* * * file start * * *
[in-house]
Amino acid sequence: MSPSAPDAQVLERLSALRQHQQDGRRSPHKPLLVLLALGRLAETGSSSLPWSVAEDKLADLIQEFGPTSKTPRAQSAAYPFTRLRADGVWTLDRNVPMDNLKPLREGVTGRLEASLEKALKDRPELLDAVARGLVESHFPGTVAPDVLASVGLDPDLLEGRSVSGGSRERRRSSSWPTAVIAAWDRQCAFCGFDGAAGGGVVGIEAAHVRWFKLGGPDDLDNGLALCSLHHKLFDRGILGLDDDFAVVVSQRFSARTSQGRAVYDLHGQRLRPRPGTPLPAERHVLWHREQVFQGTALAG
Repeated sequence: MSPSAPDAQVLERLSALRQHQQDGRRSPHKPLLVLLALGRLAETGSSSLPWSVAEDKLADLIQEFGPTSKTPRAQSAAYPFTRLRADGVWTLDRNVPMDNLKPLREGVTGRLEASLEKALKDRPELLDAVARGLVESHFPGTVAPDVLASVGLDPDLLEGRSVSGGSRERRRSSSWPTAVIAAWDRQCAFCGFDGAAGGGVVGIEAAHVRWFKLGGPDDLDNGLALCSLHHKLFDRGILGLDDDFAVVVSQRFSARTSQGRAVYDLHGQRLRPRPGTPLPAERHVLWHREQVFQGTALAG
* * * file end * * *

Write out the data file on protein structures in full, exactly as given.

[in-house]
Amino acid sequence: MSPSAPDAQVLERLSALRQHQQDGRRSPHKPLLVLLALGRLAETGSSSLPWSVAEDKLADLIQEFGPTSKTPRAQSAAYPFTRLRADGVWTLDRNVPMDNLKPLREGVTGRLEASLEKALKDRPELLDAVARGLVESHFPGTVAPDVLASVGLDPDLLEGRSVSGGSRERRRSSSWPTAVIAAWDRQCAFCGFDGAAGGGVVGIEAAHVRWFKLGGPDDLDNGLALCSLHHKLFDRGILGLDDDFAVVVSQRFSARTSQGRAVYDLHGQRLRPRPGTPLPAERHVLWHREQVFQGTALAG
Repeated sequence: MSPSAPDAQVLERLSALRQHQQDGRRSPHKPLLVLLALGRLAETGSSSLPWSVAEDKLADLIQEFGPTSKTPRAQSAAYPFTRLRADGVWTLDRNVPMDNLKPLREGVTGRLEASLEKALKDRPELLDAVARGLVESHFPGTVAPDVLASVGLDPDLLEGRSVSGGSRERRRSSSWPTAVIAAWDRQCAFCGFDGAAGGGVVGIEAAHVRWFKLGGPDDLDNGLALCSLHHKLFDRGILGLDDDFAVVVSQRFSARTSQGRAVYDLHGQRLRPRPGTPLPAERHVLWHREQVFQGTALAG